This morning a Facebook friend of mine share a link to an article by Daniel Gulati in the Harvard Business Review entitled “Facebook Is Making Us Miserable.” Delighted with the obvious irony of learning about the article through the tool it critiques, I gave it a quick read. I would recommend it to you as well.
I found the article interesting and the implications more so. Clearly Facebook can broaden our connections with others, as evidenced by the fact that a friend from Israel shared the article with this Indiana boy and inspired comments from locations far and wide. And I will say I try to avoid the trap of thinking that anyone or anything can “make” us miserable — we do that all by ourselves!
Those two things aside, the article resonated with me. While Facebook has broadened our connections, has it deepened them? I’m not sure.
More than Facebook specifically, it strikes me that the author is really commenting on the slow blending of our personal and professional lives — inexorably we’re moving to a place where our separate circles are not separate, where there is no distinction between different spheres, and, perhaps most sadly, where we feel compelled to share in order to stay connected.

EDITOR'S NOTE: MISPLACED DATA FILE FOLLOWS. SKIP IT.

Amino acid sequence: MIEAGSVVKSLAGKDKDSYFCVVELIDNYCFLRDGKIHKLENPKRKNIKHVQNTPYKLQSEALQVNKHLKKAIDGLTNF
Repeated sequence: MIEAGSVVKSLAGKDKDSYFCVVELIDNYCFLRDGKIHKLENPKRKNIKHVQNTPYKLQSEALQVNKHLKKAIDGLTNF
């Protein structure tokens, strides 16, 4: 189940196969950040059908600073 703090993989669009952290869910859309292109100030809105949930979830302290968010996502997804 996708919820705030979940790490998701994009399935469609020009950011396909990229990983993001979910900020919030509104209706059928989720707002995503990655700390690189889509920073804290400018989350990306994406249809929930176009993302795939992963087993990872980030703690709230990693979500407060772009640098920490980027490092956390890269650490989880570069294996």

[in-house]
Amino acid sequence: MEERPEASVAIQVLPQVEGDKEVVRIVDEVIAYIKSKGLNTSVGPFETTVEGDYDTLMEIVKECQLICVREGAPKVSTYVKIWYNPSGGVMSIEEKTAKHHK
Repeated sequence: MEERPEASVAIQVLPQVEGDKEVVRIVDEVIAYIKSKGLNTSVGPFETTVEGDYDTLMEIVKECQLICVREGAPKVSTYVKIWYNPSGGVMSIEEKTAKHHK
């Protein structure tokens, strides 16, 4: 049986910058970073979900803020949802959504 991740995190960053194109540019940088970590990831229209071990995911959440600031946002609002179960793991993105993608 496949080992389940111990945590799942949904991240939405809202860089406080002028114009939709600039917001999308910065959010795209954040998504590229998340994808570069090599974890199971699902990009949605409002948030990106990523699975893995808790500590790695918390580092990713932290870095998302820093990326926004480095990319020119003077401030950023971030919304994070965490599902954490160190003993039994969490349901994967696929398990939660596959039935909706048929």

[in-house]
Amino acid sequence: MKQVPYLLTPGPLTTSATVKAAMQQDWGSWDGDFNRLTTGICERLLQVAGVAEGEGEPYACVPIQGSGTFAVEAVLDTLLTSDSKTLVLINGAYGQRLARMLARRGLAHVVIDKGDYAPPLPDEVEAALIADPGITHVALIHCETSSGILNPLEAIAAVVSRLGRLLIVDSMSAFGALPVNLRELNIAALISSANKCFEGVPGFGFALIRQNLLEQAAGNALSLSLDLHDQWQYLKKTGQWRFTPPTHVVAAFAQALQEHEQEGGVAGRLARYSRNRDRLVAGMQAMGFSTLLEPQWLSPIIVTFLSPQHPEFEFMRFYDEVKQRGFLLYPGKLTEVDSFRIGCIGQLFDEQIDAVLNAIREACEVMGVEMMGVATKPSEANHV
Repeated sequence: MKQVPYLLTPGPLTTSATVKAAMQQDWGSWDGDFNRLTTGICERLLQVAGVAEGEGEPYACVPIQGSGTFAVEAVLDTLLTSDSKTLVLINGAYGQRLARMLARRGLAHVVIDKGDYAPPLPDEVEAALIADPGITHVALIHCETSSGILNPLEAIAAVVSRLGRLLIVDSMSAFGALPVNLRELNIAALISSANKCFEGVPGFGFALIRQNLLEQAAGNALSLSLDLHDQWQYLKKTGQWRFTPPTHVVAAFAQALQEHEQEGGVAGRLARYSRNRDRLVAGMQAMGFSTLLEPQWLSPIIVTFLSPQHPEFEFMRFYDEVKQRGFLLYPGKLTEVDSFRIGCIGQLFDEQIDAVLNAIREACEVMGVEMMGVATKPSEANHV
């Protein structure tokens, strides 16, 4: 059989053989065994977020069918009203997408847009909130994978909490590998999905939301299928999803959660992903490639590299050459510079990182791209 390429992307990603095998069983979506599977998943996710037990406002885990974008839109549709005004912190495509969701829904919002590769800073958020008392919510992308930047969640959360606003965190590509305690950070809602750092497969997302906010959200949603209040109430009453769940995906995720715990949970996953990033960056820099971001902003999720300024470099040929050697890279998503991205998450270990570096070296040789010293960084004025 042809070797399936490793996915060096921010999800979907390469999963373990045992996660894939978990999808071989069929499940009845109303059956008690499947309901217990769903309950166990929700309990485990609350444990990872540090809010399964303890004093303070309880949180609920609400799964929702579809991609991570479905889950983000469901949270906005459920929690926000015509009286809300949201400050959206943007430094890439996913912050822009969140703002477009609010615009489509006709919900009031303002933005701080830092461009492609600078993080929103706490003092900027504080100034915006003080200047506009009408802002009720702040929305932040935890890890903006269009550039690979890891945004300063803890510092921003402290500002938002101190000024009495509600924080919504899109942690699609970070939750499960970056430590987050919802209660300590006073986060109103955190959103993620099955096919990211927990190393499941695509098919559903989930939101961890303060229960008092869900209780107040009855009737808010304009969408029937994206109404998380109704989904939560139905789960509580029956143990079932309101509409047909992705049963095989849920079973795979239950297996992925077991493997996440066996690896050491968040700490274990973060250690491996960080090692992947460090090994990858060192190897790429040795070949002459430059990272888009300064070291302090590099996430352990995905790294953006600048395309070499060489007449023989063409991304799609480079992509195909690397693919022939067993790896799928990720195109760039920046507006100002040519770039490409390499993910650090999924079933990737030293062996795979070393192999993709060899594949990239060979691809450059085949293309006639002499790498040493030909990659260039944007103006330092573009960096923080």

Perhaps technology is not the culprit and these are human dynamics in any day and age — if you want social connections you have to be social, and the more you are the latter, the more you have of the former. It could be that we simply need to get over ourselves.
At the same time, something tells me that the game is changing. Not only are the rules different, but we’re on an entirely different field — one on which we’re all kind of muddling around looking for friendship and intimacy by broadcasting our lives, nonstop, over our own heads. Only no one can hear us, because we’ve each drowned out the rest of the players with our own megaphone. The louder we yell for connection, the harder it is to hear everyone else yelling too…